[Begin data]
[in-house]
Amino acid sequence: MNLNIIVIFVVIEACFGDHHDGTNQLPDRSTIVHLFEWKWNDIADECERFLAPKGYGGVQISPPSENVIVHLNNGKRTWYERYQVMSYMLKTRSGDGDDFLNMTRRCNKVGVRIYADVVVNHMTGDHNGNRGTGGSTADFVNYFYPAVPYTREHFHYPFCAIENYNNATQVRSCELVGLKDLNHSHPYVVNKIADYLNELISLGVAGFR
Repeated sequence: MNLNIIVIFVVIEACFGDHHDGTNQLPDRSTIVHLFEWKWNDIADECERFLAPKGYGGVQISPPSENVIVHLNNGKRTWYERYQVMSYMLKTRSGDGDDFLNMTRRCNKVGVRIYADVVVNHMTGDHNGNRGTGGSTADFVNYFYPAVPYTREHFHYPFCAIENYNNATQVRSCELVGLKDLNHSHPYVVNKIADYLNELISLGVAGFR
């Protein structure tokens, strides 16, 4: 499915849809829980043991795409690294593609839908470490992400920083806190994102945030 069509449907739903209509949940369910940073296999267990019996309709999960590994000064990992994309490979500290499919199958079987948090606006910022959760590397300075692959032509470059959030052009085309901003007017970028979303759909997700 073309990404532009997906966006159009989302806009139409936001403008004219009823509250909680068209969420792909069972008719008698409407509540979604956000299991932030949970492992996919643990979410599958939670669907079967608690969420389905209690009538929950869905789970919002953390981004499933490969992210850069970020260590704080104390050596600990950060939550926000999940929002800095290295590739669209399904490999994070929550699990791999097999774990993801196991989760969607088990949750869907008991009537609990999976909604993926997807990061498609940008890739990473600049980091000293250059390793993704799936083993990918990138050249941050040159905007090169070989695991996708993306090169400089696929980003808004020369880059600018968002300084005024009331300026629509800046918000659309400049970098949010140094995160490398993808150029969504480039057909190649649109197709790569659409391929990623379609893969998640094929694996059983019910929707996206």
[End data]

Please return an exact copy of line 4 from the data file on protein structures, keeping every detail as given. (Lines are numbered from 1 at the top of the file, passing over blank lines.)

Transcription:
């Protein structure tokens, strides 16, 4: 499915849809829980043991795409690294593609839908470490992400920083806190994102945030 069509449907739903209509949940369910940073296999267990019996309709999960590994000064990992994309490979500290499919199958079987948090606006910022959760590397300075692959032509470059959030052009085309901003007017970028979303759909997700 073309990404532009997906966006159009989302806009139409936001403008004219009823509250909680068209969420792909069972008719008698409407509540979604956000299991932030949970492992996919643990979410599958939670669907079967608690969420389905209690009538929950869905789970919002953390981004499933490969992210850069970020260590704080104390050596600990950060939550926000999940929002800095290295590739669209399904490999994070929550699990791999097999774990993801196991989760969607088990949750869907008991009537609990999976909604993926997807990061498609940008890739990473600049980091000293250059390793993704799936083993990918990138050249941050040159905007090169070989695991996708993306090169400089696929980003808004020369880059600018968002300084005024009331300026629509800046918000659309400049970098949010140094995160490398993808150029969504480039057909190649649109197709790569659409391929990623379609893969998640094929694996059983019910929707996206």